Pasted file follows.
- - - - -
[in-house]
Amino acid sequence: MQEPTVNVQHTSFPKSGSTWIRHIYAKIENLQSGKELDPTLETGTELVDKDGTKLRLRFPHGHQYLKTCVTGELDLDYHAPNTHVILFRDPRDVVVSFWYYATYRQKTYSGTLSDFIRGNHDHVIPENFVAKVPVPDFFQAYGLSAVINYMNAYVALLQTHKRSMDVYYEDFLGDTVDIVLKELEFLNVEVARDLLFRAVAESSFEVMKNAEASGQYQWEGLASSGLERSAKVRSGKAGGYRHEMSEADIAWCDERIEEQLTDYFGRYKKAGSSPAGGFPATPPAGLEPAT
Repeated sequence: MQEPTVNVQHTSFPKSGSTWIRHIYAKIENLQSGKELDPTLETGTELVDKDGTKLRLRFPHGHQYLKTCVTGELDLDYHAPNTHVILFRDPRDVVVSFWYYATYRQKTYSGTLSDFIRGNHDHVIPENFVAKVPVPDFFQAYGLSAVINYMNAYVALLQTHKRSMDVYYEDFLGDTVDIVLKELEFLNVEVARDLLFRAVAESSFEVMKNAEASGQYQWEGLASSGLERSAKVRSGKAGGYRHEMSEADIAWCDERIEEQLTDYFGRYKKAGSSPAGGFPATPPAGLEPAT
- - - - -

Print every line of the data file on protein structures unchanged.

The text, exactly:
[in-house]
Amino acid sequence: MQEPTVNVQHTSFPKSGSTWIRHIYAKIENLQSGKELDPTLETGTELVDKDGTKLRLRFPHGHQYLKTCVTGELDLDYHAPNTHVILFRDPRDVVVSFWYYATYRQKTYSGTLSDFIRGNHDHVIPENFVAKVPVPDFFQAYGLSAVINYMNAYVALLQTHKRSMDVYYEDFLGDTVDIVLKELEFLNVEVARDLLFRAVAESSFEVMKNAEASGQYQWEGLASSGLERSAKVRSGKAGGYRHEMSEADIAWCDERIEEQLTDYFGRYKKAGSSPAGGFPATPPAGLEPAT
Repeated sequence: MQEPTVNVQHTSFPKSGSTWIRHIYAKIENLQSGKELDPTLETGTELVDKDGTKLRLRFPHGHQYLKTCVTGELDLDYHAPNTHVILFRDPRDVVVSFWYYATYRQKTYSGTLSDFIRGNHDHVIPENFVAKVPVPDFFQAYGLSAVINYMNAYVALLQTHKRSMDVYYEDFLGDTVDIVLKELEFLNVEVARDLLFRAVAESSFEVMKNAEASGQYQWEGLASSGLERSAKVRSGKAGGYRHEMSEADIAWCDERIEEQLTDYFGRYKKAGSSPAGGFPATPPAGLEPAT